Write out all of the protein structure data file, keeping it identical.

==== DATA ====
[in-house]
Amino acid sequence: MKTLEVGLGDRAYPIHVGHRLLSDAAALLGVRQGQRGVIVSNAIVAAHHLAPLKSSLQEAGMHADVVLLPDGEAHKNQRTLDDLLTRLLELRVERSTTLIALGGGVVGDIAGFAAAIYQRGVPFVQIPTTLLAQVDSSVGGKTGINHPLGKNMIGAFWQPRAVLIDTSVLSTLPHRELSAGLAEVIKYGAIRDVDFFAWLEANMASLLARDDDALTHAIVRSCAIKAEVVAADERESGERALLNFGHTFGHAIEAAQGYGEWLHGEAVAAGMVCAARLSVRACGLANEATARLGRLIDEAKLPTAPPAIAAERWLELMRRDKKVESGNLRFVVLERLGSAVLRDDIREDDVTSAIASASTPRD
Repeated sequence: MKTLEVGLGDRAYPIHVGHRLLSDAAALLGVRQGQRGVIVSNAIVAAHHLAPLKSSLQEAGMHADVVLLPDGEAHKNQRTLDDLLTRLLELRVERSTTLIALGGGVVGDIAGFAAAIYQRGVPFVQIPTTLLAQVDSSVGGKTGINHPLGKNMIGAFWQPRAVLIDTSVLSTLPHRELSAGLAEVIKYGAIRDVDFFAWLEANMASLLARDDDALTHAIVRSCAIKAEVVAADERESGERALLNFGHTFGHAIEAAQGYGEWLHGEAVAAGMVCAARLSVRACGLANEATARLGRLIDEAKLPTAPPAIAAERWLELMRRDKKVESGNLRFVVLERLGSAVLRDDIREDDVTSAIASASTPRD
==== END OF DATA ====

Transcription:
[in-house]
Amino acid sequence: MKTLEVGLGDRAYPIHVGHRLLSDAAALLGVRQGQRGVIVSNAIVAAHHLAPLKSSLQEAGMHADVVLLPDGEAHKNQRTLDDLLTRLLELRVERSTTLIALGGGVVGDIAGFAAAIYQRGVPFVQIPTTLLAQVDSSVGGKTGINHPLGKNMIGAFWQPRAVLIDTSVLSTLPHRELSAGLAEVIKYGAIRDVDFFAWLEANMASLLARDDDALTHAIVRSCAIKAEVVAADERESGERALLNFGHTFGHAIEAAQGYGEWLHGEAVAAGMVCAARLSVRACGLANEATARLGRLIDEAKLPTAPPAIAAERWLELMRRDKKVESGNLRFVVLERLGSAVLRDDIREDDVTSAIASASTPRD
Repeated sequence: MKTLEVGLGDRAYPIHVGHRLLSDAAALLGVRQGQRGVIVSNAIVAAHHLAPLKSSLQEAGMHADVVLLPDGEAHKNQRTLDDLLTRLLELRVERSTTLIALGGGVVGDIAGFAAAIYQRGVPFVQIPTTLLAQVDSSVGGKTGINHPLGKNMIGAFWQPRAVLIDTSVLSTLPHRELSAGLAEVIKYGAIRDVDFFAWLEANMASLLARDDDALTHAIVRSCAIKAEVVAADERESGERALLNFGHTFGHAIEAAQGYGEWLHGEAVAAGMVCAARLSVRACGLANEATARLGRLIDEAKLPTAPPAIAAERWLELMRRDKKVESGNLRFVVLERLGSAVLRDDIREDDVTSAIASASTPRD